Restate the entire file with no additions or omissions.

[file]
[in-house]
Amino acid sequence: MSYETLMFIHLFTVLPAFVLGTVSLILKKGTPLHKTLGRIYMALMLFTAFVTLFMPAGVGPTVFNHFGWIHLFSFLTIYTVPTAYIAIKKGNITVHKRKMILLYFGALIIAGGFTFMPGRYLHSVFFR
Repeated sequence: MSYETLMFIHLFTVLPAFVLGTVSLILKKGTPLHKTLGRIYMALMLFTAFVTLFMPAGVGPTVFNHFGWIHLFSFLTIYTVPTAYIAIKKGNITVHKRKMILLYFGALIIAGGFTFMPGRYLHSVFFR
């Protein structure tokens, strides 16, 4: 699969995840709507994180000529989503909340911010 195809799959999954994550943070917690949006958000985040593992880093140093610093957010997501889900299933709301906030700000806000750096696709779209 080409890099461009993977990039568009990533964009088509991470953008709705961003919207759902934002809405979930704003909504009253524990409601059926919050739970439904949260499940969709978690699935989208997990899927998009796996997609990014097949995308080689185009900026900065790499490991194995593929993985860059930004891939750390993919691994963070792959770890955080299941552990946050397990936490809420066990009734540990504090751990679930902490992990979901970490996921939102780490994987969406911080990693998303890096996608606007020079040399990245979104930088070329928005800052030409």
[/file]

[in-house]
Amino acid sequence: MSYETLMFIHLFTVLPAFVLGTVSLILKKGTPLHKTLGRIYMALMLFTAFVTLFMPAGVGPTVFNHFGWIHLFSFLTIYTVPTAYIAIKKGNITVHKRKMILLYFGALIIAGGFTFMPGRYLHSVFFR
Repeated sequence: MSYETLMFIHLFTVLPAFVLGTVSLILKKGTPLHKTLGRIYMALMLFTAFVTLFMPAGVGPTVFNHFGWIHLFSFLTIYTVPTAYIAIKKGNITVHKRKMILLYFGALIIAGGFTFMPGRYLHSVFFR
């Protein structure tokens, strides 16, 4: 699969995840709507994180000529989503909340911010 195809799959999954994550943070917690949006958000985040593992880093140093610093957010997501889900299933709301906030700000806000750096696709779209 080409890099461009993977990039568009990533964009088509991470953008709705961003919207759902934002809405979930704003909504009253524990409601059926919050739970439904949260499940969709978690699935989208997990899927998009796996997609990014097949995308080689185009900026900065790499490991194995593929993985860059930004891939750390993919691994963070792959770890955080299941552990946050397990936490809420066990009734540990504090751990679930902490992990979901970490996921939102780490994987969406911080990693998303890096996608606007020079040399990245979104930088070329928005800052030409």